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VMware Horizon Air Hybrid-Mode moves virtual desktop, application and infrastructure management to the cloud, but one problem is that it doesn't support Horizon View.
The technology behind Hybrid-Mode originated with Project Enzo, which VMware announced on Twitter right before Citrix Synergy 2015. Since then, all indications were that VMware's product would be superficially similar to competitor Citrix Workspace Cloud (CWC).
VMware Horizon Air Hybrid-Mode and CWC are both cloud-based management platforms that aim to take assembling the infrastructure to support virtual desktops and applications off an administrator's plate. The key difference is that CWC works with on-premises and cloud-hosted desktops and applications, but Horizon Air Hybrid-Mode is designed to work only with cloud-based desktops and applications (even if they're located on premises in a sort of hybrid-cloud mode). That means no support for on-premises View desktops.
It's also important to note that VMware bundled Horizon Air Hybrid-Mode into the company's new Workspace One suite, which is more comparable to CWC than standalone Hybrid-Mode. Workspace One and Horizon Air Hybrid-Mode are both cheaper options than CWC. The Hybrid-Mode tool costs $16 per named user, per month, and then $26 for each concurrent user. Workspace One starts at $8 per user, per month for the Standard edition. Meanwhile, CWC starts at $20 per named user, per month for its most basic Virtual Desktops package.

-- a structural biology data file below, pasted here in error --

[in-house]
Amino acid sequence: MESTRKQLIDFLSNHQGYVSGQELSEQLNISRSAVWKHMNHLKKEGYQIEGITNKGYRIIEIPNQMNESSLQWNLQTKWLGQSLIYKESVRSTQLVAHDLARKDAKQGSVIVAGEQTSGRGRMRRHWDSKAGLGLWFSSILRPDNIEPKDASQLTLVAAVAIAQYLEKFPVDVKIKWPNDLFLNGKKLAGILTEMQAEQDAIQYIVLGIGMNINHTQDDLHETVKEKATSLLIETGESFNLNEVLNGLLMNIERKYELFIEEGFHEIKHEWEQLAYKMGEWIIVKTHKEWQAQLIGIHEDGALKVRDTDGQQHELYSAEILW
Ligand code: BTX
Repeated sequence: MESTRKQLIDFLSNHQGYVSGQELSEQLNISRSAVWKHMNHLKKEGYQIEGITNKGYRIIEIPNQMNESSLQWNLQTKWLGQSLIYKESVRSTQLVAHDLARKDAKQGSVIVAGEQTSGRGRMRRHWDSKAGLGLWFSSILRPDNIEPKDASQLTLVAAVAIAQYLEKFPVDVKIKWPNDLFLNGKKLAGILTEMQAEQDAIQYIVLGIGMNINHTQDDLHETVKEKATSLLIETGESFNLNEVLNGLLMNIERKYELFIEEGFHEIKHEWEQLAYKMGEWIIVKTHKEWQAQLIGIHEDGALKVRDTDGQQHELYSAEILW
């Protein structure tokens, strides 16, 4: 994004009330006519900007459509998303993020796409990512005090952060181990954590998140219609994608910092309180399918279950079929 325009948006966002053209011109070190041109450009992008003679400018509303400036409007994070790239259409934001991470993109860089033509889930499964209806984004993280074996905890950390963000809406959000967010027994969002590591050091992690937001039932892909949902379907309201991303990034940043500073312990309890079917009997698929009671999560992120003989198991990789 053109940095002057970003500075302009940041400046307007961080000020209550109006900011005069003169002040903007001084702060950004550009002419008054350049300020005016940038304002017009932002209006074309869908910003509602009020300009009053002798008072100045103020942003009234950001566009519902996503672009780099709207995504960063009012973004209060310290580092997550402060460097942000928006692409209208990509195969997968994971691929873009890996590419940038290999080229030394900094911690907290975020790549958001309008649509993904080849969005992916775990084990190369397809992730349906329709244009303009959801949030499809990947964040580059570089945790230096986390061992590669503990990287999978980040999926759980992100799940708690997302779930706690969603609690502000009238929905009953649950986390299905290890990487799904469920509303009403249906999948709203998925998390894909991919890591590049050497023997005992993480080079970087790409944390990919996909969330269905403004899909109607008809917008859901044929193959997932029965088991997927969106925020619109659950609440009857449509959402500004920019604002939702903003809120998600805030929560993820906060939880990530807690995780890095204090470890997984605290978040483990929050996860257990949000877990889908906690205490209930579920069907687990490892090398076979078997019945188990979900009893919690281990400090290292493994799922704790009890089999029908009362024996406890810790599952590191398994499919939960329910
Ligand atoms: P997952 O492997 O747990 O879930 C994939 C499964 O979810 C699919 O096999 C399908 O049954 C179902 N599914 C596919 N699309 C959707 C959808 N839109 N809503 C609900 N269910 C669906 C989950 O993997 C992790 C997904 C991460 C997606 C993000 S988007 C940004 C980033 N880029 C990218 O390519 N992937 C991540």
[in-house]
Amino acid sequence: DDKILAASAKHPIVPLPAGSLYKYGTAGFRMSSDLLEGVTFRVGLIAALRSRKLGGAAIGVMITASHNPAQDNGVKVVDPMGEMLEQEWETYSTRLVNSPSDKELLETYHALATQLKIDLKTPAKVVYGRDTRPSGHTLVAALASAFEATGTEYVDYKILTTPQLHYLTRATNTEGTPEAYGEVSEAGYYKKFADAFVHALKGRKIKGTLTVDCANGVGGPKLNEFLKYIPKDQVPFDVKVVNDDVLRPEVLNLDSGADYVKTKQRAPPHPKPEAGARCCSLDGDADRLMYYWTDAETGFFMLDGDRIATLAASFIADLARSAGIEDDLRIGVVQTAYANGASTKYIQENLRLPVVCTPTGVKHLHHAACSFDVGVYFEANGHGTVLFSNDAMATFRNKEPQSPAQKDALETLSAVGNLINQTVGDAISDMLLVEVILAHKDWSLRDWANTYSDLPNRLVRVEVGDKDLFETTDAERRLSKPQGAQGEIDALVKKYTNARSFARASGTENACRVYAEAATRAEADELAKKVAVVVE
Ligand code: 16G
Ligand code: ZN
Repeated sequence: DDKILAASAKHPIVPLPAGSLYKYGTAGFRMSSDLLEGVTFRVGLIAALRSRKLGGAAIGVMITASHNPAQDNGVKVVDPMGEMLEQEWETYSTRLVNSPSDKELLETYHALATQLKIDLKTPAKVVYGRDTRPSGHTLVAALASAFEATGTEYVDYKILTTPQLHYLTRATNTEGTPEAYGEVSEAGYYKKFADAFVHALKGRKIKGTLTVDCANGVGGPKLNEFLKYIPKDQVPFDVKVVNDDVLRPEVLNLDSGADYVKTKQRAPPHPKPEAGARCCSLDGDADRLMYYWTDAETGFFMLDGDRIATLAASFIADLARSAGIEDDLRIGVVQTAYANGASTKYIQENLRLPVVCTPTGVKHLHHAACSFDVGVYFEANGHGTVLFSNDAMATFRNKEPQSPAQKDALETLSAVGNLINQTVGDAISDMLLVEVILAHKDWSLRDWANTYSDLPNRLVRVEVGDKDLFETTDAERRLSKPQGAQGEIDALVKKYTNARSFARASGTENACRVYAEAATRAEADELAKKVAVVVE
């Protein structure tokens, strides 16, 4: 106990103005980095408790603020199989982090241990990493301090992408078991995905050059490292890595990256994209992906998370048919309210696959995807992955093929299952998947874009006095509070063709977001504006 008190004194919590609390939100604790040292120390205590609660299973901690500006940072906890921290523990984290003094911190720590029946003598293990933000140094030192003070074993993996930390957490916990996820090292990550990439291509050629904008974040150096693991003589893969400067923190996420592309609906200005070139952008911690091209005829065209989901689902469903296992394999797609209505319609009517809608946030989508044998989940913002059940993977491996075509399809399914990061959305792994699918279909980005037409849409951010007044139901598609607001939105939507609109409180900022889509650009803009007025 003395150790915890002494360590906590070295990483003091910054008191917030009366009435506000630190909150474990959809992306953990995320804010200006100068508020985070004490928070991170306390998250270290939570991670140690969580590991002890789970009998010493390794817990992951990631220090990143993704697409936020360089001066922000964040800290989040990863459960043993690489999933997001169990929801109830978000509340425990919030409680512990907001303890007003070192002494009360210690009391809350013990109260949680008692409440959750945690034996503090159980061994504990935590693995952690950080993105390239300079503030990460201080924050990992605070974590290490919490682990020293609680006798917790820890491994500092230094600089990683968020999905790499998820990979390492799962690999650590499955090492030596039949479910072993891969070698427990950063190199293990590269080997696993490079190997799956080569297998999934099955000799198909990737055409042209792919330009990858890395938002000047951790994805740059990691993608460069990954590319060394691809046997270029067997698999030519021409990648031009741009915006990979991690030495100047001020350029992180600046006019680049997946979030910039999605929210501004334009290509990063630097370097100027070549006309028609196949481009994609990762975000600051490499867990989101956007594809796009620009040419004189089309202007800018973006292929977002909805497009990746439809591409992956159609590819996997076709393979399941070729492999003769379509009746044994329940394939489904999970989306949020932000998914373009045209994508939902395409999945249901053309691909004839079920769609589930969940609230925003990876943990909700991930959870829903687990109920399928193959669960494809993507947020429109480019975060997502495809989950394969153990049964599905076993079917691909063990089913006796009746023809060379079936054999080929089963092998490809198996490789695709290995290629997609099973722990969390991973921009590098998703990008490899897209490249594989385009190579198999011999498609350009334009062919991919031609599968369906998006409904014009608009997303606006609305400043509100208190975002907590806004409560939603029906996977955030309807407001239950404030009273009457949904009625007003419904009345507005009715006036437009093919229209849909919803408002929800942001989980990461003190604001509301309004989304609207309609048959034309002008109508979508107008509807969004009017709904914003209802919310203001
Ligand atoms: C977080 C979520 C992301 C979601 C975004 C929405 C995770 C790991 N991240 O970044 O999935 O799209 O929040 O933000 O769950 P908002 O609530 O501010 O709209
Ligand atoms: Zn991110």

How Hybrid-Mode works
For those not familiar with on-premises cloud-based desktops, the idea is that an organization can put hardware in the data center that serves as a node that connects to a cloud management console. This strategy gives admins cloud scalability and management, and it also keeps the desktops and data in house and close to the applications, which provides better performance.
Using Horizon Air Hybrid-Mode with this model, admins can install Horizon Air Node technology onto either VMware Virtual SAN Ready Nodes (VSAN) or compatible hyper-converged infrastructure (HCI) systems and connect on-premises infrastructure to Horizon Cloud Services, which hosts Hybrid-Mode's cloud management plane.
This setup allows IT to manage both the back-end systems and the cloud desktops from the same platform. Horizon Air virtual desktops are usually cloud-hosted, but the Air Node allows desktops to run on premises and then connect to VMware's cloud services, too. Horizon Air Hybrid-Mode can also connect to VMware's desktop as a service platform, Horizon DaaS, if administrators want to avoid putting any infrastructure in the data center.
VMware nudges admins toward the cloud
Administrators are very receptive to the concept of a cloud-based management platform, and this product will gain some traction as VMware continues to expand it. Though currently only for use with VMware Horizon Air or the aforementioned VSAN and HCI systems, VMware is planning to extend Hybrid-Mode to other cloud platforms in the future. Also expect that if VMware starts losing deals to Citrix because of the lack of support for the Horizon View VDI platform, the company will try to integrate Hybrid-Mode there as well.
That situation alone is very intriguing, because at this stage VMware is apparently going all in on the Horizon Air model. Of course, things can change, but I think we're about to get our first real glimpse of how ready the world is for cloud-based desktops. Who is going to bend: the customers by moving in the direction of Horizon Air, or VMware by adding support for local Horizon View deployments?
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